Molecular profiling and detection methods of microRNA in cancer research


  • Nurul-Syakima Ab Mutalib
  • Imilia Ismail
  • Hooi-Leng Ser



A large portion of human genome was believed to be “useless” and termed as “junk DNA” in the past, given that these sequences did not have any protein coding role. However, with more researchers dwelling into the world of these mysterious genetic codes, a group of non-protein coding RNA (ncRNA) known as microRNAs (miRNAs) is now being recognized to play important roles than they were thought to be. In truth, the first discovery of miRNA was in a simple organism -nematode (scientific name: Caenorhabditis elegans), whereby a mutant displayed aberrant morphological changes. Years after that, researchers then realized that these miRNAs are actually important regulatory molecules — controlling cell division signaling, apoptosis and so on. In fact, the unusual expression of miRNAs has also been associated in etiology of various cancers. Acting like a “double-edge” sword, miRNAs can control and/or act as tumor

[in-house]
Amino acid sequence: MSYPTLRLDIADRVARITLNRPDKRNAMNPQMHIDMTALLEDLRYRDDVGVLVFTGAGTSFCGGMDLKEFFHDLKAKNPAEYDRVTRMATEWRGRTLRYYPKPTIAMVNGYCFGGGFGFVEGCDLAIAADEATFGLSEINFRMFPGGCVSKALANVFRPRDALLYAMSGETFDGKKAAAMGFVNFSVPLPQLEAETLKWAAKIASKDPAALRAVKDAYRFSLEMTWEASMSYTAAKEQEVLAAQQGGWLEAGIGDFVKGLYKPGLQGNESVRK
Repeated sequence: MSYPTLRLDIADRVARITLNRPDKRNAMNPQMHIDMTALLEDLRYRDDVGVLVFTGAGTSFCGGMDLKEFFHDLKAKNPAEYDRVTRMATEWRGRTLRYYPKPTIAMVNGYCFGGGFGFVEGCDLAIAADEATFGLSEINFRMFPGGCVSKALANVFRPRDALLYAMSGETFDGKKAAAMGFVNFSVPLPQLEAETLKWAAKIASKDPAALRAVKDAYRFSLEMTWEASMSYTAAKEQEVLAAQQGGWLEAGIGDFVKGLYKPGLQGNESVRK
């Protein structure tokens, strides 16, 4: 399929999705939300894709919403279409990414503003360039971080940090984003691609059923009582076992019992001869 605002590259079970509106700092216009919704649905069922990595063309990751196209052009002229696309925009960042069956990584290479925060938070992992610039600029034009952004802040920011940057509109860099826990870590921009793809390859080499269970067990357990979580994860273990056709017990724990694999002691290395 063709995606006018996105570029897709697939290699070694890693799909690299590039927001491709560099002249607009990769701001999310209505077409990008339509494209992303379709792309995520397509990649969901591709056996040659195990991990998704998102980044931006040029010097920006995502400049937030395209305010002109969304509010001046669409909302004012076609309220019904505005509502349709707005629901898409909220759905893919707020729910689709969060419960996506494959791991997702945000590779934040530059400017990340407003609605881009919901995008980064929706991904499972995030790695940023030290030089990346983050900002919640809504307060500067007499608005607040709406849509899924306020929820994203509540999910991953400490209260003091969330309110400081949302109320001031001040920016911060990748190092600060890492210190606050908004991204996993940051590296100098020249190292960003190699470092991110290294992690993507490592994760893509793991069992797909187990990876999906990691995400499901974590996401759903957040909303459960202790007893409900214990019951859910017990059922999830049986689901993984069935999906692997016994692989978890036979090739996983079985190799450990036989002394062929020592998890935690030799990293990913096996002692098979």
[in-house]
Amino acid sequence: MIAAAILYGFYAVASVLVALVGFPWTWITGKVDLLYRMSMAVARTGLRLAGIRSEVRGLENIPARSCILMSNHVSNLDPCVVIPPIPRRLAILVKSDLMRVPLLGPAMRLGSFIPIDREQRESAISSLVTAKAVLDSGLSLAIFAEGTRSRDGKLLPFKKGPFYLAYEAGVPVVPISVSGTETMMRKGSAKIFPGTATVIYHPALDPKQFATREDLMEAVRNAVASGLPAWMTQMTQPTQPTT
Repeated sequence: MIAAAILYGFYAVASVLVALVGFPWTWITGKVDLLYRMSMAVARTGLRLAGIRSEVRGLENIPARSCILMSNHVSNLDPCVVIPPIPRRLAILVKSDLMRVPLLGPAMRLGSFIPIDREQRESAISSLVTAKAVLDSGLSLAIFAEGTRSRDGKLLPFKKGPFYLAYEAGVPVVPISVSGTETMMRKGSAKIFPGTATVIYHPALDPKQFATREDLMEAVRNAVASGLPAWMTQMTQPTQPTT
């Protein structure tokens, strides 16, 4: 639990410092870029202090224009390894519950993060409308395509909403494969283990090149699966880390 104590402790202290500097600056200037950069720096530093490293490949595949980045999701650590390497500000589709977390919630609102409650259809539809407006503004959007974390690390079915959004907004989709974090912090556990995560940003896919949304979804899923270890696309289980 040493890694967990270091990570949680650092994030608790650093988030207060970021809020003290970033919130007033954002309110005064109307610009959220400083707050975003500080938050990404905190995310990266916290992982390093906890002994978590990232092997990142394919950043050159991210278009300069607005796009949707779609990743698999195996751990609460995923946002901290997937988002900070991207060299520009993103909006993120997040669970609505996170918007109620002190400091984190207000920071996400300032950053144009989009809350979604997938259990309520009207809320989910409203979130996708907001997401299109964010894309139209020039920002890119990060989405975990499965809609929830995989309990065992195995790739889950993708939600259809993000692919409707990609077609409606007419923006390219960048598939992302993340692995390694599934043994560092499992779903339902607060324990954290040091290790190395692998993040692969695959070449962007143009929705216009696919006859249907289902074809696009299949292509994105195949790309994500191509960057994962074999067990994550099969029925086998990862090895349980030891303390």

suppressor genes and oncogenes, thus any unwanted alterations in their expression would bring upon disastrous effects on the host. Therefore, the current review aims to summarize the molecular detection tools that are available for miRNA profiling in cancer research.






Review Articles